Managing the lead-in period
Chapter 3 presented more experiential problems and gave me cause to reflect. I think I would have liked more references to the six case studies from Jill’s PhD, though recognise that is a personal reflection. The examples, when presented, for me at least, were reassuring. I think that the lesson here is that I would have liked greater reassurance.
The metaphor explore schools as ships made sense to me.
The lead-in period (decisions made or possibly not made), appears to be a vulnerable period or transition. I’m hearing the same message from the experiences and new heads. Even experienced headteacher-bloggers reflect and support the challenge of transition period. Even the US president elect, Donald Trump, is in a similar position with Obama’s Russian relations.
The idea of sabbaticals, I think is very powerful and sensible (p90). I would like to read more about such experiences. What I took from the chapter was awareness of my own naivety. Appointment discussions would benefit from negotiations on how the new school could benefit and your current school to be compensated for your time and expertise – something I will consider for the future after reading page 93.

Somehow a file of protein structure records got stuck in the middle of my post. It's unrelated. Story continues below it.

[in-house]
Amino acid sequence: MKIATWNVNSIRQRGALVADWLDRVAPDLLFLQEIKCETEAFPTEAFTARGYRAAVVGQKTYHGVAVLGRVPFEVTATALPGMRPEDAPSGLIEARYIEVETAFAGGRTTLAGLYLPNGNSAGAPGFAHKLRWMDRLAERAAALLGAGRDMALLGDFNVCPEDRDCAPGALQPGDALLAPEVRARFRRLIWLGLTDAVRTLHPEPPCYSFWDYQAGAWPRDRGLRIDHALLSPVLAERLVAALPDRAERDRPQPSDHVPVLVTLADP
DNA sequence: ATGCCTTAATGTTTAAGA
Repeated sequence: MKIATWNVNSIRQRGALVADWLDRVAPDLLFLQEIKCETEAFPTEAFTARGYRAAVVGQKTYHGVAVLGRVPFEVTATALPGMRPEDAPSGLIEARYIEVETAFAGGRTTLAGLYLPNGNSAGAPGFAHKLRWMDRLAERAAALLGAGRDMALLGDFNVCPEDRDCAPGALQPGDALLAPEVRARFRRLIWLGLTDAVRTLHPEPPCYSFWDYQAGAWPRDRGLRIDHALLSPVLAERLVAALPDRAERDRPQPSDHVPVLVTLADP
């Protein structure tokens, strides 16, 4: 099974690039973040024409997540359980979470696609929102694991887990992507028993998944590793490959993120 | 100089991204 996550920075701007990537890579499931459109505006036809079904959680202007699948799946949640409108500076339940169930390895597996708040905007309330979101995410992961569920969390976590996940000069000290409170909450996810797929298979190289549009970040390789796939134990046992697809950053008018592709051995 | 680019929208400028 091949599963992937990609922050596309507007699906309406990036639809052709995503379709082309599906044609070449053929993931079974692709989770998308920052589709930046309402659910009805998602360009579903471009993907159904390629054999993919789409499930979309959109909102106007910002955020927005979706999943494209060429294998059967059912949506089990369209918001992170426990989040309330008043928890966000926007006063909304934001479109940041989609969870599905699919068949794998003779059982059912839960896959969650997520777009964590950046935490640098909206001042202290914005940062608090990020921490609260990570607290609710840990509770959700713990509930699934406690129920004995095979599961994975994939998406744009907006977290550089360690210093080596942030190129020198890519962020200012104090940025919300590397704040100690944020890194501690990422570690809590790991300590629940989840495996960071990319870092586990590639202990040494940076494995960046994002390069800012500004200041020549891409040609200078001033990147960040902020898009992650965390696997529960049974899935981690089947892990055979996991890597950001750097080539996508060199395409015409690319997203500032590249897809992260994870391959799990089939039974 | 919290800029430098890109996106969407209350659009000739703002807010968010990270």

As for the skills needed in making the move; governance, boarding, early years, marketing and admissions, capital buildings projects, safeguarding and child protection, most certainly. I would add HR as the final area.
I think most senior leaders are aware that there are no off-the-record conversations. I do feel it was right for Jill to highlight that, as head, “you are constantly being watched and evaluated” and that sometimes what you say will be “misinterpreted, repeated inaccurately or distort what you say.” To that end, I have taken up the positive that headteachers are responsible for both what is said and what is understood
P100 – as for wanting to make a difference, stamp your vision on the school. I would take heed of Jill’s advice and be aware of the dangers of summit fever. Andy Hargreaves also warns of fast change.
P103 – the feelings of being “yesterday’s man” was very interesting. As yet I’ve not read about when best to notify your current school and colleagues of your success, as potentially to limit the impact of being yesterday’s man.
P111 – Don’t forget you will walk on the bridge as you build it.
In conclusion, I felt a little uneasy offering feedback. Sometimes my reflection read as criticism. Far from it. In reality it has been a very reassuring to read. It has made me think about the need for experienced leaders to reveal or signpost transition pitfalls. Is there room for another two studies, teacher to ML and ML to SLT?